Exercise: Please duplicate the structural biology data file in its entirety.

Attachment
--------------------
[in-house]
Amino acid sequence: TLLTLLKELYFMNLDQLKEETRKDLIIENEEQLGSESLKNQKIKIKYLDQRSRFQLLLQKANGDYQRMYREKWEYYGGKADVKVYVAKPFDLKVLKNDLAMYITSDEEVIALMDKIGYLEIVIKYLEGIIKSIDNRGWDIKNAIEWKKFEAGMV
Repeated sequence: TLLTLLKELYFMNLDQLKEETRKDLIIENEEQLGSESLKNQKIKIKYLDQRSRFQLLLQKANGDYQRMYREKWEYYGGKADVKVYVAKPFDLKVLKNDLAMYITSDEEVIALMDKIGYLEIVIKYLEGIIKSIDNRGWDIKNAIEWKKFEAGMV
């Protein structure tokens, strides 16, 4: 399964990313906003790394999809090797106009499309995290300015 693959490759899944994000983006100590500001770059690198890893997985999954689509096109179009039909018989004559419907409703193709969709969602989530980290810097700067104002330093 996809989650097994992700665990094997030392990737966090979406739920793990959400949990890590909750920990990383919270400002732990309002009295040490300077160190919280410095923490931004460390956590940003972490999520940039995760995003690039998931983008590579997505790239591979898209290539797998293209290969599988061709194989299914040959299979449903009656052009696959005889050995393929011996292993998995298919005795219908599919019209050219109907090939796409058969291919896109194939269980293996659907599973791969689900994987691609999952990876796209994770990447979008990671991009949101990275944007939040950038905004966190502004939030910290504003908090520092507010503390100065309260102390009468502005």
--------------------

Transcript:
[in-house]
Amino acid sequence: TLLTLLKELYFMNLDQLKEETRKDLIIENEEQLGSESLKNQKIKIKYLDQRSRFQLLLQKANGDYQRMYREKWEYYGGKADVKVYVAKPFDLKVLKNDLAMYITSDEEVIALMDKIGYLEIVIKYLEGIIKSIDNRGWDIKNAIEWKKFEAGMV
Repeated sequence: TLLTLLKELYFMNLDQLKEETRKDLIIENEEQLGSESLKNQKIKIKYLDQRSRFQLLLQKANGDYQRMYREKWEYYGGKADVKVYVAKPFDLKVLKNDLAMYITSDEEVIALMDKIGYLEIVIKYLEGIIKSIDNRGWDIKNAIEWKKFEAGMV
């Protein structure tokens, strides 16, 4: 399964990313906003790394999809090797106009499309995290300015 693959490759899944994000983006100590500001770059690198890893997985999954689509096109179009039909018989004559419907409703193709969709969602989530980290810097700067104002330093 996809989650097994992700665990094997030392990737966090979406739920793990959400949990890590909750920990990383919270400002732990309002009295040490300077160190919280410095923490931004460390956590940003972490999520940039995760995003690039998931983008590579997505790239591979898209290539797998293209290969599988061709194989299914040959299979449903009656052009696959005889050995393929011996292993998995298919005795219908599919019209050219109907090939796409058969291919896109194939269980293996659907599973791969689900994987691609999952990876796209994770990447979008990671991009949101990275944007939040950038905004966190502004939030910290504003908090520092507010503390100065309260102390009468502005």